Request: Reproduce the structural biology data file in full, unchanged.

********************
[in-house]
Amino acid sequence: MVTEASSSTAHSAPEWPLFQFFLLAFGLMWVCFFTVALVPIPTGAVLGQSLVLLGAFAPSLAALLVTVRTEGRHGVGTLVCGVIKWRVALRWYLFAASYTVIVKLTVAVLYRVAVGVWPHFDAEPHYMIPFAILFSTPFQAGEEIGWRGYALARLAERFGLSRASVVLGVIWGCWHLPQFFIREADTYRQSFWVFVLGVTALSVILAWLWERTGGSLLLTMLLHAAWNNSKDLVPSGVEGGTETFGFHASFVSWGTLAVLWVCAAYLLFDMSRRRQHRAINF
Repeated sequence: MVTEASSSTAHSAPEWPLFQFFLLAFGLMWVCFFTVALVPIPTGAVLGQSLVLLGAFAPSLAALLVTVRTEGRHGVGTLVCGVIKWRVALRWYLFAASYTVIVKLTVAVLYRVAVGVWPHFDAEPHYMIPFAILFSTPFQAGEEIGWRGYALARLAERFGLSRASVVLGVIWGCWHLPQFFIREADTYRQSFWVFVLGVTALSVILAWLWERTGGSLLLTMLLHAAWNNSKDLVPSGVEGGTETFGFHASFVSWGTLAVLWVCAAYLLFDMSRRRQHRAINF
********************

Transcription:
[in-house]
Amino acid sequence: MVTEASSSTAHSAPEWPLFQFFLLAFGLMWVCFFTVALVPIPTGAVLGQSLVLLGAFAPSLAALLVTVRTEGRHGVGTLVCGVIKWRVALRWYLFAASYTVIVKLTVAVLYRVAVGVWPHFDAEPHYMIPFAILFSTPFQAGEEIGWRGYALARLAERFGLSRASVVLGVIWGCWHLPQFFIREADTYRQSFWVFVLGVTALSVILAWLWERTGGSLLLTMLLHAAWNNSKDLVPSGVEGGTETFGFHASFVSWGTLAVLWVCAAYLLFDMSRRRQHRAINF
Repeated sequence: MVTEASSSTAHSAPEWPLFQFFLLAFGLMWVCFFTVALVPIPTGAVLGQSLVLLGAFAPSLAALLVTVRTEGRHGVGTLVCGVIKWRVALRWYLFAASYTVIVKLTVAVLYRVAVGVWPHFDAEPHYMIPFAILFSTPFQAGEEIGWRGYALARLAERFGLSRASVVLGVIWGCWHLPQFFIREADTYRQSFWVFVLGVTALSVILAWLWERTGGSLLLTMLLHAAWNNSKDLVPSGVEGGTETFGFHASFVSWGTLAVLWVCAAYLLFDMSRRRQHRAINF